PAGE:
Why would a child be bored?

Marussia asks: What should be done about a 6-year old boy (my son) who says he is often bored? Yesterday we were having a walk at a place where two his peers were playing football. My son didn’t approach them till one of their mothers invited him to take part in the game. My husband says we shouldn’t force him to play with other kids or invent some games for him – he is big enough to realize that if he wants to have fun he should do it himself. What do you think?

Hi Marussia –



When kids say they’re bored, it usually means one of two things.  First, that there’s just not anything around that’s interesting to them.  While an adult might just relish the thrill of seeing all five hours of Wagner’s opera “Gotterdammerung,” it’s not something I’d recommend foisting on an eight-year-old!


But the other reason is that there’s something going on inside the kid that’s keeping them from embracing life as they should.  You see, we dogs are a lot like young kids.  And if I walk into a new environment, my nose is sniffing everything, my ears are perked up, I’m looking around…  I might be a little nervous or scared, but I’m sure not bored.  And if I see something that looks exciting – like a fun-looking dog, or some squirrels, or a picnic lunch! – I’m going to run to it instantly, with my heart beating fast and every bit of me thrilled.


And if that isn’t happening, like if I don’t get all excited about those squirrels or that fried chicken, Handsome is going to get worried about me, and assume that I must be ill.  If that stays the same for a day or two, he’ll probably take me to see the veterinarian.  Because that’s just not me!


So if your son isn’t ill, it’s sounding to me like there’s something that’s getting in the way of his pursuit of fun.  Now you tell this story about a football game.  Does he like football usually?  Some kids find football pretty boring.  And of course there are others who are no good at it, and so avoid playing it so other kids won’t be mean or disappointed in them.  This kid might say they’re bored, because the only thing anyone’s doing for fun is something that’s no fun at all for them!


But it also could be that your son is a little depressed.  There’s a condition called Anhedonia, which means the inability to experience pleasure.  If your son has that, it might well be because of a low-level depression he’s going through.  You might try talking with him, seeing if he can come up with a list of ten things he’d love to do.  And then try to see if you can do some (“Fly to the moon” might be a bit outside your monthly budget, but “ride a rollercoaster” or “see the new superhero movie” might work just fine).  If you can, does that help?  If so, he may have just been in a mindset where life is difficult and good things can’t happen.  Everyone gets into those.


But if doing those things doesn’t help, if he continues to be this way, you might want to look into talking with a child therapist about seeing him.  Again, most likely this is just a phase he’s going through, but it’s possible that he may be dealing with something more.  And in either of those cases, a good therapist can help him with it, in a fun and building way.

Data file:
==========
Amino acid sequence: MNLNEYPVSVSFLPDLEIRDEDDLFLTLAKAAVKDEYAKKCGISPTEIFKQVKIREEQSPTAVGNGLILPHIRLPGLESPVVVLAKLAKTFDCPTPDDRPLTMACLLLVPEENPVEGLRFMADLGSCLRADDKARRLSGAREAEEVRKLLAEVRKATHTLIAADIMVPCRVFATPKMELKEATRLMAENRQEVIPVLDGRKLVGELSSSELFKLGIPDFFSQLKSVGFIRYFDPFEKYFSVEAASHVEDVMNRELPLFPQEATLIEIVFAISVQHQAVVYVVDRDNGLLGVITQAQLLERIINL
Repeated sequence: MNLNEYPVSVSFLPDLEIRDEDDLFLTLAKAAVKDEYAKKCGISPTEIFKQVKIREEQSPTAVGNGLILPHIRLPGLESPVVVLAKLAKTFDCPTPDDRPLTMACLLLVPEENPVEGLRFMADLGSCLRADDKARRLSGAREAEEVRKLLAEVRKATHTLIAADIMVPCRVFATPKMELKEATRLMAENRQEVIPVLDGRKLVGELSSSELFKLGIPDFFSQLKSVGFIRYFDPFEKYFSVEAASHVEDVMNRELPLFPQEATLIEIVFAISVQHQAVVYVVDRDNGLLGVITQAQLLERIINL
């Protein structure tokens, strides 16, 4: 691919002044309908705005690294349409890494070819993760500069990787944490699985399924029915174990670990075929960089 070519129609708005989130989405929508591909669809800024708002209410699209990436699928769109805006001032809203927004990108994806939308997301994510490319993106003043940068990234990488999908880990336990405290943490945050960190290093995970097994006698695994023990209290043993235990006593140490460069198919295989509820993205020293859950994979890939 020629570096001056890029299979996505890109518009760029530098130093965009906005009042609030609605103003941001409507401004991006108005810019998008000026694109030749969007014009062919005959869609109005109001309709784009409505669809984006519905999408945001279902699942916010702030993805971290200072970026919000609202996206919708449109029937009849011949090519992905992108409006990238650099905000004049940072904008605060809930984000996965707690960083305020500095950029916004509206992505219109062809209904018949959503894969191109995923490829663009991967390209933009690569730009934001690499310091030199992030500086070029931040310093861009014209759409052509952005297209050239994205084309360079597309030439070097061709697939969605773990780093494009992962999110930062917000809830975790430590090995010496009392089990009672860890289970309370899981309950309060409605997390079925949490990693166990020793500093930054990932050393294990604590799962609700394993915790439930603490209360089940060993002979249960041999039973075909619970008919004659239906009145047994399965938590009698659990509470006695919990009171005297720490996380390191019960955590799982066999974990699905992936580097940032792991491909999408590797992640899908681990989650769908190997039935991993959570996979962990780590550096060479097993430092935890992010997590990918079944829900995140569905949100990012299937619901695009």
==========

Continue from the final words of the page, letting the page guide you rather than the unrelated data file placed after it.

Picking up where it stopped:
Thanks, and good luck!




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Leave a Reply 4 comments

meshme - September 26, 2012 Reply

i get upset when my 7-and-a-half-year-old son doesn’t listen to me and fights with his 6-and-a-half-year-old sis and teases her or beats her. I get very angry and beat him so badly, and then I feel so much guilt about it. What to do?

    Shirelle - September 26, 2012 Reply

    Hi Mandie –

    When I answer a question, I email my answer to the asker right away. Then I’ll often post them on the site later on, but initially just keep an eye on your email inbox!


    Shirelle - September 26, 2012 Reply

    Hi meshme –

    You definitely want to stop all this right away. Both your son’s beating up on his sister, and definitely your beating of him. My first recommendation is that you read a posting I have on this site. Go to the Search box and type in “How should a parent discipline their child?” That can help. But if it’s not enough, I recommend two things. First, write me back and let me know what specifically you’re doing, what’s working, and what isn’t working, and maybe I can help. But secondly, you may want to bring a family therapist on, who can work with your son’s bullying, your anger, and even whatever it is that your daughter might be doing to provoke these things. The whole system needs to change – otherwise you’re just teaching your son that violence is a good answer to frustration. Which is clearly the opposite of what you want to do.

    Thanks for being so honest and open!

games - July 10, 2013 Reply

I delightfully found exactly what I was having a look for. You have ended my four day lengthy hunt! God Bless you man. Have a great day. Bye

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